MAY 21, 2013
In a much-needed victory for immigration enforcement, a federal court has ruled in favor of an order issued months ago by Arizona’s governor banning illegal aliens from getting a driver’s license in the state.
Arizona Governor Jan Brewer created the policy last August to help counter the Obama administration’s stealth amnesty program, which is sparing hundreds of thousands of illegal aliens from deportation. Under the plan, called “Deferred Action for Childhood Arrivals,” illegal immigrants under the age of 30 who came to the U.S. as children can remain in the country and obtain work permits. President Obama sidestepped Congress and created it in June via executive order.
Brewer fought back with her own order to stop illegal immigrants who obtain work permits under the federal program from getting taxpayer-funded perks or licenses in her state. In the document Brewer explains that allowing Arizona’s 80,000 deferred action recipients improper access to state or local benefits will have significant and lasting impacts on the state’s budget, its healthcare system and additional public benefits that taxpayers fund.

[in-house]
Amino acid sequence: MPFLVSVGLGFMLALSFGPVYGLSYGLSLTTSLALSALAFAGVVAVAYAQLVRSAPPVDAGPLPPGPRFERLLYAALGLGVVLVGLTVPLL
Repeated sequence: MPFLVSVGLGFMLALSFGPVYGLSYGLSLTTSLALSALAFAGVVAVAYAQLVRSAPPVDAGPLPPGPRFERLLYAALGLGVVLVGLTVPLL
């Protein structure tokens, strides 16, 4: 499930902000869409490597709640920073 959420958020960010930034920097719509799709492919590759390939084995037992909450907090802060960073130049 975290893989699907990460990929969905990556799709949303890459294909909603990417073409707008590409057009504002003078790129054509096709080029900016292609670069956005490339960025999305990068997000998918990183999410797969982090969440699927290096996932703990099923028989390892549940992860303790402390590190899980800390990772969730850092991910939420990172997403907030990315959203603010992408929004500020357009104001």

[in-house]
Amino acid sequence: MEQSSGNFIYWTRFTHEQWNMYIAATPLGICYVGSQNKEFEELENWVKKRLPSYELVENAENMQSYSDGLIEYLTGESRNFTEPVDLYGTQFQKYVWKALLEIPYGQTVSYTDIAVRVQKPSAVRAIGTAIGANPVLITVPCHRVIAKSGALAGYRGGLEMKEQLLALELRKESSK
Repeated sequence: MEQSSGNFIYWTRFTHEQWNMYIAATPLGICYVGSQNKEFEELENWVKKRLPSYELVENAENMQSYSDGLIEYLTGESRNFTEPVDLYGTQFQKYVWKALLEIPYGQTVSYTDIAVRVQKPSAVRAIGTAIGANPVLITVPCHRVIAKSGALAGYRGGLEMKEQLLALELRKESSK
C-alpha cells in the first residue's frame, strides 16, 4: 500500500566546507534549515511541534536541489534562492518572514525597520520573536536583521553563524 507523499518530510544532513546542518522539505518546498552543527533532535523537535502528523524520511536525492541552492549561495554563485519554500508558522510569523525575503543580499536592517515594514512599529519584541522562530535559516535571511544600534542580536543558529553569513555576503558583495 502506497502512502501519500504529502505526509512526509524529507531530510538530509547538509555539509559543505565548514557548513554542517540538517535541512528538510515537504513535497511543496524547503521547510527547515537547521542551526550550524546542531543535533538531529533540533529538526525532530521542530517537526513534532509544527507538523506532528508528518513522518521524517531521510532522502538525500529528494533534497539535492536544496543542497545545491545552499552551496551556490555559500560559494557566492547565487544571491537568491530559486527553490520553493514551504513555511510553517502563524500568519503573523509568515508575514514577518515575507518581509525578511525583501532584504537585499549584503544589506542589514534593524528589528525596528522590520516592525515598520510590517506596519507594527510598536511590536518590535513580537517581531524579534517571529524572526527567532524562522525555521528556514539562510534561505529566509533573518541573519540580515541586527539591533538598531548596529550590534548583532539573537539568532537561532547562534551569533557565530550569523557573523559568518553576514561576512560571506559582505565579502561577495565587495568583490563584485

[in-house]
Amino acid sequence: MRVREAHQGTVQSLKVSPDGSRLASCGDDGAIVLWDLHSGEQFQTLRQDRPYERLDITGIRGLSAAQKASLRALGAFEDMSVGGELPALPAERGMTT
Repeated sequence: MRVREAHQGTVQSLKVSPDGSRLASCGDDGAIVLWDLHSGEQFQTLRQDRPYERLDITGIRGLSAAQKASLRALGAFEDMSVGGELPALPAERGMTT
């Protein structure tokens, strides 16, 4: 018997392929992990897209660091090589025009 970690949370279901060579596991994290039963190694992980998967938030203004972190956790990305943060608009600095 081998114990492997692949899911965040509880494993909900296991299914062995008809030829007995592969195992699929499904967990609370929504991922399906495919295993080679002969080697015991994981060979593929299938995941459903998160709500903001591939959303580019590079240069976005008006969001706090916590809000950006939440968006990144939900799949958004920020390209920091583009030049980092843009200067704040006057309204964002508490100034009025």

The open borders movement sued, asserting that the measure is unjust and unconstitutional because it violates the supremacy and equal protection clauses of the United States Constitution. In a 32-page complaint the open borders groups—including the Mexican American Legal Defense and Educational Fund (MALDEF) and the American Civil Liberties Union (ACLU)—claim the young immigrants are Americans in their heart, mind and in every single way but one: on paper.
A federal court didn’t buy it, however, ruling this month that Arizona can deny driver’s licenses to the illegal aliens spared under Obama’s Deferred Action for Childhood Arrivals. The Phoenix federal judge wrote in his ruling that the plaintiffs “have not shown a likelihood of irreparable injury and have not otherwise met the high burden for a mandatory injunction” of Arizona’s license measure.
Of course the immigration rights groups will continue pursuing further legal action, forcing Arizona to waste more taxpayer dollars to defend its measure. Governor Brewer assures that she will “vigorously defend” Arizona law and called the ruling “a victory for states’ rights, the rule of law and the bedrock principles that guide our nation’s legislative process and the division of power between the federal government and states. “
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